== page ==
updated 03:10 pm EST, Mon December 3, 2007
iTunes Movie Price Claim
Apple has made a rare concession to movie studios and will raise the average selling price of a movie at the iTunes Store in a bid to gain extra support for its service, according to a report (membership required) by Pali Research analyst Richard Greenfield. The company will reportedly boost the average wholesale price of a movie to $15, only $3 below the average selling price of a DVD. This is a necessary condition to lure in studios such as 20th Century Fox that have been hesitant to embrace iTunes in the past, Greenfield says. Fox in particular would roll out both its latest titles and earlier movies in exchange for the deal.
The move is also meant to secure support for iTunes on enhanced DVDs that include a portable, pre-encoded version of the video, the researcher writes. While Live Free or Die Hard comes in a special version with mobile video and Universal will release the latest Harry Potter movie this month with a similar feature, Apple is reportedly intent on guaranteeing that these videos work on its own devices, such as the Apple TV and iPod. These discs often command a premium between $3 or $4, at least some of which would go towards Apple.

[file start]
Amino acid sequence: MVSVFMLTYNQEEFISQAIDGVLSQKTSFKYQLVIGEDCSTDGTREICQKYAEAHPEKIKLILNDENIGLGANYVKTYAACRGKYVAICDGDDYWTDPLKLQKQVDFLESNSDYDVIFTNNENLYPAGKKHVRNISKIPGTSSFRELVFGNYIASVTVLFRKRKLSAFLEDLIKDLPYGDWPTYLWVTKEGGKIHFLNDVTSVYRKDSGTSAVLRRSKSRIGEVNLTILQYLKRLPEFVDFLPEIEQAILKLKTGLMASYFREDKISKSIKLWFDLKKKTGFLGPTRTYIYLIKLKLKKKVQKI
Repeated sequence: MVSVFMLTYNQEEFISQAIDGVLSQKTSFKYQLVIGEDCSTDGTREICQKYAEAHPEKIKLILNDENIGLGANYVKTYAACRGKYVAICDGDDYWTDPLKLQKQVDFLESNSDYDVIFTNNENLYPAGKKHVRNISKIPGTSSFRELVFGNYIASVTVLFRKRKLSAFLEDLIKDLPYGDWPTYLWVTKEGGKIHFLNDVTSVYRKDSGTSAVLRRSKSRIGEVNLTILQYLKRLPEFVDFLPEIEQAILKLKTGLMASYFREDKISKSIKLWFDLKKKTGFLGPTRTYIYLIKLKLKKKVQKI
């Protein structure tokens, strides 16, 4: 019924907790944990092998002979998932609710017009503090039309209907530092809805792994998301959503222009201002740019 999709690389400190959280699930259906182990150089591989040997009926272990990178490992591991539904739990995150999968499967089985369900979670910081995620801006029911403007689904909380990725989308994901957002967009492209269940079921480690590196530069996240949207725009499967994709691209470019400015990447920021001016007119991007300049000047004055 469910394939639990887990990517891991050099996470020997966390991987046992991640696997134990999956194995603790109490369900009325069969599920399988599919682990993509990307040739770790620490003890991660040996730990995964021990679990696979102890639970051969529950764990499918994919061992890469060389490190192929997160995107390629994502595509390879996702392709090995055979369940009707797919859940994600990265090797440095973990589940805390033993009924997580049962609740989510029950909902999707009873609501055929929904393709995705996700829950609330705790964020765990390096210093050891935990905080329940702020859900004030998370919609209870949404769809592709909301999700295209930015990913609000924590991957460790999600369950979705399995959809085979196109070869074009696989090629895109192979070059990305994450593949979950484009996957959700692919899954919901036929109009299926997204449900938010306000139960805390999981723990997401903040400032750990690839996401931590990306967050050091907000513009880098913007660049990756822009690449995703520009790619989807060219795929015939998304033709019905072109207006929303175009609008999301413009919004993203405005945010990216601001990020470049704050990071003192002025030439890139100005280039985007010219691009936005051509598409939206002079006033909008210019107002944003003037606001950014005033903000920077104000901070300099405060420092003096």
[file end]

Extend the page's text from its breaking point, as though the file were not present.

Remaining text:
The price increase may be partly involuntary, according to the claim. While never formally stated, previous indications have suggested that studios are under pressure from retailers such as Wal-Mart. Stores that rely heavily on sales of physical copies have allegedly threatened to end or reduce support for studios if video stores like iTunes significantly undercut their business.
Whether Apple will alter video quality or add the special features often missing from its iTunes video purchases has not been mentioned in the Pali Research report.